A Modern But Classic Enigma Machine

Hacking has always brought more good to the world than not hacking. The successful efforts of the Allies during World War II in deciphering the Enigma machine output still reminds us of that. Today, the machine is a classic example of cryptography and bare-metal computing.

We have covered quite a few DIY Enigma machines in the past, yet 14 years old [Andy] really impressed us with his high school science fair project, a scratch built, retro-modern Enigma machine.

As close as you can get: Andy’s modern enigma machine (left) next to an original from the Worldwar II (right, image source)

With its wooden enclosure, keyboard, interchangeable rotors, and plugboard, his build resembles an original Worldwar II enigma machine down to the letter. However, when looking closer, you’ll find that the rotors are implemented as electronic modules that plug into D-Sub sockets on the machine. Also, there is a 16 segment display that displays the rotor position as well as an LCD screen that lets you comfortably read the plain- and ciphertext. On the inside, you’ll find an Arduino Mega along with 1,800 other parts and 500 wires, and of course, this modern version has a backspace key.

It took [Andy] over 9 months to put all this together, and he now finds himself among the winners of the State Science & Engineering Fair (SSEF), who will be sent to Intel as representatives of their states. Given his experience in field-capable computing, we’re sure [Andy] can help Intel reconquering mobile. Enjoy the video!

Thanks to [Arduino Enigma] for the tip!

31 thoughts on “A Modern But Classic Enigma Machine

      1. Some of it was “social engineering”. Not only did they have a machine (or was it the specs?) via the Polish underground, but some of the decoding relied on sloppiness on the German users.

        There were strict rules about using Enigma, but some didn’t change the wheels or something as scheduled, leaving more messages in the sequence. Some locations would always start with the same phrase, which also helped.

        That’s not to dismiss the work. One problem they had was that for the information to be useful, it had to be decoded fast. So some of the social mistakes allowed a pre-sorting, fast tracking those messages.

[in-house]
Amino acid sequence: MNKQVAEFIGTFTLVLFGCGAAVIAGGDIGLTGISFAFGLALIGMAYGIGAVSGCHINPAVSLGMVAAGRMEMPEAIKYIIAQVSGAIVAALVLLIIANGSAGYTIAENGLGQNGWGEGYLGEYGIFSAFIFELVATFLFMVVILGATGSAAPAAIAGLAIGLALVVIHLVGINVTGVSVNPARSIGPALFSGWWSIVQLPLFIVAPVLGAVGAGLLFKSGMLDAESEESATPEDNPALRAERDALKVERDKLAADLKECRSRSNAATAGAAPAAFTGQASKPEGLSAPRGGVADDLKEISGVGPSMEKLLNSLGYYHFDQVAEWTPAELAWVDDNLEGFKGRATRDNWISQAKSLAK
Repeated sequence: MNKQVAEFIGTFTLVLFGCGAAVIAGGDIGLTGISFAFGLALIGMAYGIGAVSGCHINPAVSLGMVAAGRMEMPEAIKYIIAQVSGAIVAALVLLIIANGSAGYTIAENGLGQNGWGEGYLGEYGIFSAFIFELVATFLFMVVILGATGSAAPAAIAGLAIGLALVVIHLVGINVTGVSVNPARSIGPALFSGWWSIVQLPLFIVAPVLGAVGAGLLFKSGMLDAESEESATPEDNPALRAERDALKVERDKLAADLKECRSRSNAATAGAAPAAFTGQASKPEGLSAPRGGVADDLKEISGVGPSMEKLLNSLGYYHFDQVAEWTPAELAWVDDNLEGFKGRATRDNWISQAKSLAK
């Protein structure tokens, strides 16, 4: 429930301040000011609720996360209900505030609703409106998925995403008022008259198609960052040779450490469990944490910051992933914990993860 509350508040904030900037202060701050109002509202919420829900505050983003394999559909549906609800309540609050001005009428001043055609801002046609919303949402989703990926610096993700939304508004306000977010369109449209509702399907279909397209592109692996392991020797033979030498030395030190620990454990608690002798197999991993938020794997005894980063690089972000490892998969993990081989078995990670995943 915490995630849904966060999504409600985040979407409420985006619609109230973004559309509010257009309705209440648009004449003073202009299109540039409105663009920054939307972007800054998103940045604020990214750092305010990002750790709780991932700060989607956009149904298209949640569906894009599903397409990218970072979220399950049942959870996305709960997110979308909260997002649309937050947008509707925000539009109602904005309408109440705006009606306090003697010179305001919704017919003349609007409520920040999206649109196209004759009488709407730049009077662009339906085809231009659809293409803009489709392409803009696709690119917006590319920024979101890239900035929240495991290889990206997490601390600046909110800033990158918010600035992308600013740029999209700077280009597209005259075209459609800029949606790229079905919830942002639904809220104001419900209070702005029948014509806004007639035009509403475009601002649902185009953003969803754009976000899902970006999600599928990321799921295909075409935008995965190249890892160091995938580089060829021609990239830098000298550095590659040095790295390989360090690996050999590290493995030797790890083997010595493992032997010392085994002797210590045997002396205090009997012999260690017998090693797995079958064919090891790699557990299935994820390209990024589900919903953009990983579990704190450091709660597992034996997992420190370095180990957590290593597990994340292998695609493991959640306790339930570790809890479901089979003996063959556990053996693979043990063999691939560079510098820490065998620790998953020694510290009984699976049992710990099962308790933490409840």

1. The Poles built copies of the machine, analyzed it and built the first Bombes to decode the messages. They weren’t allowed to participate in the Bletchley effort, because they were not thought to be a good enough security risk.

          1. Yes, it’s been a while since I read the book. But that book, whatever it was, showed that the Poles had more importance in it all than many accounts. Providing the machine and the initial work isn’t good enough?


    1. Absolutely. Using purpose built, one-off hardware. Time was of the essence and automating the process of searching for keys lowered the time between the daily key change and the first decrypted message.

  1. Great project!

    Is that breadboard inside though? Sooner or later the contacts will become flaky if you leave the breadboard “in production”. Consider replacing with stripboard for minimal wiring changes.

      1. Ah hahaha! I actually laughed for real. I was certain one would want neon lamps for the machine, but yeah lasers work! Why why why did he use blue LED’s?!
        For antiquities sake use ruby crystal lasers! Fun fact: The first laser was apparently invented in 1960. So I guess not true to the machine’s time period. I hope I’m wrong; I half expect that someone, Nikola Tesla perhaps, invented it before then and didn’t tell the world.

        1. The only problem with that is that one needs a very firm grasp of the structure of the atom as we know it today to build lasers, and Tesla was struggling even with the concepts of electromagnetism.

          1. But I like to imagine him as a sort of Dr. Frankenstein that could do anything! I know he went a little (a LOT) crazy in his later years. ; )
            He claimed to have built a particle beam weapon (death ray). I wonder just how close he got.
            I just thought the laser had been invented around 1920 for some reason, no idea why!

  2. That is some impressive work there Andy. The electronics/software is only moderately impressive, but the attention to detail and finishing is truly exquisite!